Live Review: Heart rocks Front & Center in Anaheim
February 26th, 2012, 10:50 am · · posted by ROBERT KINSLER, FOR THE ORANGE COUNTY REGISTER
Because the annual Front & Center shows held at Honda Center serve as a benefit for Cal State Fullerton’s President’s Scholars Program, they really are two events in one.
Saturday’s first half at the Anaheim arena celebrated the university itself with a series of performances by its theater and dance department, as well as several tributes to former CSUF president Dr. Milton A. Gordon, who received the Orange County Titan Award. Musical star and Cal State Fullerton alumnus Dashaun Young served as master of ceremonies, and several of the most memorable parts of the evening’s opening portion were when he joined more than a dozen students to perform numbers from Hairspray (the rousing “Not Until Then” and “You Can’t Stop the Beat”) and The Lion King (the ballad “Endless Night”).
But ultimately the night belonged to Heart.
The band, led by singers Ann and Nancy Wilson, may have served as warm-up act for Def Leppard at Jack’s 6th Show at Irvine’s Verizon Wireless Amphitheater last summer, but here the sisters and their group reminded they can be every bit as big a headliner. Performing a 15-song set chock-full of the band’s best-known originals, the Seattle-spawned outfit’s mostly hard-charging approach in concert was a smart one, wasting no time by launching with “Even It Up,” “Magic Man” and “Kick It Out” before briefly breaking their momentum to greet and thank the audience.
While Heart merits ground-breaker status for being among the first successful bands to feature women in roles beyond singing, it’s also one of the rare bands that survived the ’70s (during which time the Wilsons gained an ardent following on FM radio) only to return as a bona fide monster-hit makers in the ’80s. Many longtime followers of the band were surprised that Ann (61) and Nancy (soon to be 58) didn’t make the cut for induction into the next class of the Rock and Roll Hall of Fame, though at least they finally made it onto the final ballot.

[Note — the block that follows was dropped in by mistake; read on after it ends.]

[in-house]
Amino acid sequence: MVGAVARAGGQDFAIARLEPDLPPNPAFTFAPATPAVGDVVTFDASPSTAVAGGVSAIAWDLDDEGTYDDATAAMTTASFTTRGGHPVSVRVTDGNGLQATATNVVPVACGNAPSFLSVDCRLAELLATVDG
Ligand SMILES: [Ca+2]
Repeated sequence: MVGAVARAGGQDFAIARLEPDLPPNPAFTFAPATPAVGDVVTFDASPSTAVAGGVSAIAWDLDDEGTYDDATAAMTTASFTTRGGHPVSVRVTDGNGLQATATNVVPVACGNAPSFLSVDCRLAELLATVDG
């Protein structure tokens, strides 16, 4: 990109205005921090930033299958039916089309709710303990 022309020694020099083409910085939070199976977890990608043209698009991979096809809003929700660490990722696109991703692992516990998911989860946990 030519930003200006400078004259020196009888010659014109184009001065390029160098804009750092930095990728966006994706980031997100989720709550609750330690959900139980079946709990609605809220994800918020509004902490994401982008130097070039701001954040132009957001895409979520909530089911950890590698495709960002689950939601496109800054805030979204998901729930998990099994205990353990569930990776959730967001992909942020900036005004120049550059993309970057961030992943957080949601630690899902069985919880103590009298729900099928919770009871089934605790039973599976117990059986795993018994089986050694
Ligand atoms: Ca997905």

The group ranks alongside Hall & Oates, the Cure, Yes, Roxy Music, Linda Ronstadt, Dire Straits, Journey, Pat Benatar, Rush, Kiss, Jimmy Buffett, Stevie Ray Vaughan and dozens more who have been both successful and influential yet have failed to be welcomed into the Hall of Fame, even as decidedly “rock-free” acts like Madonna have gained immediate access.
The Wilson sisters were definitely not snubbed during their 85-minute concert in Anaheim, however. Many in the former Pond cheered wildly when mighty-voiced Ann delivered power ballads such as “What About Love” and “Alone,” and there were cheers for “These Dreams,” enhanced by the blending of the sisters’ vocals while Nancy played mandolin and Ann showcased her skills on flute.
Indeed, the group’s material was really the star: the single most potent performance, for instance, didn’t come in service of their hits but rather via a version of “Mistral Wind,” from the 1978 album Dog & Butterfly, an opus that began with Nancy playing acoustic guitar alone before Ann added her soprano. The song artfully grew until the rest of the band came in, and soon the piece had built into an epic rocker before concluding quietly.
Heart also played a new hard-rock song, revealing that this was the first time it had been performed live. The title wasn’t clear (at least to me), but the vibe and approach recalled Perfect Strangers-era Deep Purple. But that detour didn’t detract from more familiar tunes, including “Crazy on You,” “Straight On” and hard-edged “Barracuda,” complete with Nancy Wilson and Craig Bartock’s shining mixture of lead and rhythm fretwork.
The night ended, as it often does at a Heart show, with the band brandishing its love for Led Zeppelin; this time they rollicked through a mostly faithful and energetic take on “Misty Mountain Hop.” The good news for those who missed Heart this time is that the band just announced it will return to Orange County to perform at Pacific Amphitheatre in Costa Mesa on Aug. 9.
Photo by Kelly A. Swift, for the Register.